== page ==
Sony Bravia KDL-46HX729 LED LCD 3D HDTV Review
The Sony Bravia KDL-46HX729 is not recommended for avid 3D fans.
Sony makes an awfully big claim here by stating the the Sony Bravia KDL-46HX729 by bandying about the number "480." Of course, you need to read between the lines to discover that they're not claiming a 480Hz refresh rate. Rather, the KDL-46HX729 states a feature ambiguously named "MotionFlow XR 480." The true refresh rate is actually 240Hz, which means the entire screen is refreshing 240 times per second. That should be impressive enough on its own, but the new MotionFlow XR 480 means that the TV is doing additional interpolation between frames in order to make the picture look smoother. We just want to make this clear.
To its credit, the MotionFlow feature does a great job of smoothing out the judder and fine detail loss you would otherwise experience if the feature was off. For sports footage, this can be great. However, film-based content (or video shot to look like film) is meant to have a certain blurriness. If you enable MotionFlow here, the picture becomes overly crisp and, welll... wrong looking for lack of a better term. Use it, but use it wisely. More on how we test motion performance.
3:2 Pulldown & 24fps
The Sony Bravia KDL-46HX729 did show some problems with native 24fps content, like to what you'd get from a Blu-Ray movie. We noticed that certain high contrast, high frequency patterns created Moire and flickering. In most of the other Sonys we've reviewed recently, we simply located the Film Mode setting and played around with the options. No such luck here, as the TV continued to flicker no matter what features we enabled. It's not a huge problem, but we're surprised that the KDL-46HX729 had any trouble at all. More on how we test 3:2 pulldown and 24fps.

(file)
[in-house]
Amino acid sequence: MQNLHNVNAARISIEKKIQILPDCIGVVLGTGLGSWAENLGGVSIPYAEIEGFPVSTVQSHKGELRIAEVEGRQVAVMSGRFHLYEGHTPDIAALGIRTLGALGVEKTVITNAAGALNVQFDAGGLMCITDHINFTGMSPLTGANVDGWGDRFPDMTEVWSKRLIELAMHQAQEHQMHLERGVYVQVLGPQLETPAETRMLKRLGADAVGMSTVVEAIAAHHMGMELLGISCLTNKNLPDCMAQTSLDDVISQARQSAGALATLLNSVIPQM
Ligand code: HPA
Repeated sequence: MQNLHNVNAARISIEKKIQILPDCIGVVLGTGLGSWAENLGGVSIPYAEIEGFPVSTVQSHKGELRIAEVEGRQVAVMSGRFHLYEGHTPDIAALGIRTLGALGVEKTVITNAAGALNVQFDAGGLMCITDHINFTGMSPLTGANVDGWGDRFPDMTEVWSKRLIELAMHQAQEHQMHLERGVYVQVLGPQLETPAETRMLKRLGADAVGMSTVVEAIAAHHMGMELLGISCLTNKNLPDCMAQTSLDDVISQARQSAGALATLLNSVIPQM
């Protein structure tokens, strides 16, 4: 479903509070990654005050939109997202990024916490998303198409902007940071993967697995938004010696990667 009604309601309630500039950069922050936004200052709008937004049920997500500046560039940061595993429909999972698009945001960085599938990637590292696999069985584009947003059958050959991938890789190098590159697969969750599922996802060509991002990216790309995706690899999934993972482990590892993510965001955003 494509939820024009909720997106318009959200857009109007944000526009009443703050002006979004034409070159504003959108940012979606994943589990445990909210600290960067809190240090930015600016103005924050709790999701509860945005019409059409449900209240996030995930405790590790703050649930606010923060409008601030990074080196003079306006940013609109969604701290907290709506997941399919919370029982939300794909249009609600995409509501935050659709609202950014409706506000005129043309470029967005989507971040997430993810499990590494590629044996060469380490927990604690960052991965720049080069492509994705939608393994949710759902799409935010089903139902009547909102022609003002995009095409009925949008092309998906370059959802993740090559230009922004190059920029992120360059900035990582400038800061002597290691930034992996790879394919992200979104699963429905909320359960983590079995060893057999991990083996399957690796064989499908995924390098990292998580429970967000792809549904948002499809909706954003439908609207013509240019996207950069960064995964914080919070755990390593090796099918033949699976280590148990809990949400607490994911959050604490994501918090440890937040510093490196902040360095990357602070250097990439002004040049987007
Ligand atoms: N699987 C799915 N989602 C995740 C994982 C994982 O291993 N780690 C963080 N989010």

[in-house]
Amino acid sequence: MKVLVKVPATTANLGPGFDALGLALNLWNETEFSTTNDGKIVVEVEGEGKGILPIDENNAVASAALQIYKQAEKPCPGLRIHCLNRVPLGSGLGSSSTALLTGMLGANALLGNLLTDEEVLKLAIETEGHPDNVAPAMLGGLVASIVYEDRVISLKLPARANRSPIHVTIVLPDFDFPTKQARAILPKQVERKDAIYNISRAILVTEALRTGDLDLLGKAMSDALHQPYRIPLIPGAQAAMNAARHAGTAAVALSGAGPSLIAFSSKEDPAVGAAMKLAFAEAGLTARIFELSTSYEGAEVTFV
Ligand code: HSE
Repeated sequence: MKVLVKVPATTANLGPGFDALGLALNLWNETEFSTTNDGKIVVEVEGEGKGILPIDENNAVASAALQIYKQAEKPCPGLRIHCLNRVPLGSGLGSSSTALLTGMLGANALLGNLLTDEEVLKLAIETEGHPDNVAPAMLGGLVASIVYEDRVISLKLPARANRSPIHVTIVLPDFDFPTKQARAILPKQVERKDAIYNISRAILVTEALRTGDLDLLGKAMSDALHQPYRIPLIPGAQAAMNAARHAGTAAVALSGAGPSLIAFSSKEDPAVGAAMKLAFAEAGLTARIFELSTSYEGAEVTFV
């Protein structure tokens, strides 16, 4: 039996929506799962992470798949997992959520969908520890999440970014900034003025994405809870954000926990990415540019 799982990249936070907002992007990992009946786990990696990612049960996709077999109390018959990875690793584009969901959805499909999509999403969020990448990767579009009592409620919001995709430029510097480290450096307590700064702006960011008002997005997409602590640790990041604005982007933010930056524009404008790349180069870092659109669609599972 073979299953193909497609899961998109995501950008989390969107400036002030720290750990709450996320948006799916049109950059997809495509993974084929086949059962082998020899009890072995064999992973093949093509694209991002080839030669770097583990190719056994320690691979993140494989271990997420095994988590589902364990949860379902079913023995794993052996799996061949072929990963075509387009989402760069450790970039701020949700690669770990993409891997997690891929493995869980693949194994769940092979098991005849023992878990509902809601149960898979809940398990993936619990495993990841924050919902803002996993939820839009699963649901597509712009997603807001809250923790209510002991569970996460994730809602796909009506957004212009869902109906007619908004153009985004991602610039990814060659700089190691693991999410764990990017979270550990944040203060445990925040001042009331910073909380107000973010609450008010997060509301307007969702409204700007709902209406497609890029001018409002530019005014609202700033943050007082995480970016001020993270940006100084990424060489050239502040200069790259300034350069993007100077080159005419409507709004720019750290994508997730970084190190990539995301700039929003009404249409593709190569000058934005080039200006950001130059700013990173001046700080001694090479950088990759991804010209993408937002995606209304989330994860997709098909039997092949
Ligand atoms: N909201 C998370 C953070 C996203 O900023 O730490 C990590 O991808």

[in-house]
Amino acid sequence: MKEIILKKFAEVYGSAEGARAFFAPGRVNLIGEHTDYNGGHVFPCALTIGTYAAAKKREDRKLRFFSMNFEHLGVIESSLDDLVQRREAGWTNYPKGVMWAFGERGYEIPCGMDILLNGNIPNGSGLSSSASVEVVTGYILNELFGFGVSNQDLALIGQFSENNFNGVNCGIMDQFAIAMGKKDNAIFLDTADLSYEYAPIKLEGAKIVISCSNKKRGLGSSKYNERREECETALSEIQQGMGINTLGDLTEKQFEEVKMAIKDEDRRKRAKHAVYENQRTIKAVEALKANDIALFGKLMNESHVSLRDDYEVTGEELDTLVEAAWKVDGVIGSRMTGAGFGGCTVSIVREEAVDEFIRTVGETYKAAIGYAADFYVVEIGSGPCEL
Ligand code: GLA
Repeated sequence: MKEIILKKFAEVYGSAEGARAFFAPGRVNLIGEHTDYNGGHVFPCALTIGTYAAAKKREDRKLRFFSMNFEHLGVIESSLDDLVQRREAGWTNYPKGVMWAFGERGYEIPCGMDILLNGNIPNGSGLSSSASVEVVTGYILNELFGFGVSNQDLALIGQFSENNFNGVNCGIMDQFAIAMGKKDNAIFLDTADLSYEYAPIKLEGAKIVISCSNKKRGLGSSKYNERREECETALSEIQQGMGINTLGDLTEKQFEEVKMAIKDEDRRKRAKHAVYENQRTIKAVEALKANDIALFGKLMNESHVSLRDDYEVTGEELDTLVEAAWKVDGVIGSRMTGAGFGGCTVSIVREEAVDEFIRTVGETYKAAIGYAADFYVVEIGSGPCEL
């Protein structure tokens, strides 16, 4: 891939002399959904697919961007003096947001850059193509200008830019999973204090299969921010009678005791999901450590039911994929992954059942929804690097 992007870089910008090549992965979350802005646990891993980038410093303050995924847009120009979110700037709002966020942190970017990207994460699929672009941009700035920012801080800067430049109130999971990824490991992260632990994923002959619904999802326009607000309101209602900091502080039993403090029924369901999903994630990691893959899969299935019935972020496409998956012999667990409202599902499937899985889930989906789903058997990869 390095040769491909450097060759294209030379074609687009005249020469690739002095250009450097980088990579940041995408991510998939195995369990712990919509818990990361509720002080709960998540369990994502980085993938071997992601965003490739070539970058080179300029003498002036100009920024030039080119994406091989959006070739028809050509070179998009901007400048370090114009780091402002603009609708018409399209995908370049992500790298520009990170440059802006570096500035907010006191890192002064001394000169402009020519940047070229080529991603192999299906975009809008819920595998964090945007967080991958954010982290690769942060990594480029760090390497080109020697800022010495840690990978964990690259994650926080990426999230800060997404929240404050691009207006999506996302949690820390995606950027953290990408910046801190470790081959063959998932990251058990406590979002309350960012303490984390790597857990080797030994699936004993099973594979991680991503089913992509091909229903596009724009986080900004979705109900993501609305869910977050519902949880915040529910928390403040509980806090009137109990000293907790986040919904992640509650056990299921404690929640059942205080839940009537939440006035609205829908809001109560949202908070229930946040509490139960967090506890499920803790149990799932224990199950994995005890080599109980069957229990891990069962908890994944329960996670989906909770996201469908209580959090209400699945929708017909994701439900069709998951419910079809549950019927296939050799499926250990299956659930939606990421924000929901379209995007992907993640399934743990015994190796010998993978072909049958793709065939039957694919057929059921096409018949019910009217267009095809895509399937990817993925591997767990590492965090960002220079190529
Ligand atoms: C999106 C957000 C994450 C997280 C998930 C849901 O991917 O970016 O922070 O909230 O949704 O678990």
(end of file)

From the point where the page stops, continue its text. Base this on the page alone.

The Sony Bravia KDL-46HX729 has a native 1080p (1920 x 1080) resolution, but most of the content you'll be feeding the TV will probably be of a lower resolution. It's up to the TV's internal processing to figure out how to take that content and fit it to the screen. Overall, the TV is good at this task. More on how we test resolution scaling.
When we looked at 480p content displayed on the Sony Bravia KDL-46HX729, the screen loses 2% on all sides due to overscan, an unfortunate but frequent occurrence.
With 720p content, the TV showed no overscan loss, but did produce Moires in high contrast, high frequency patterns.
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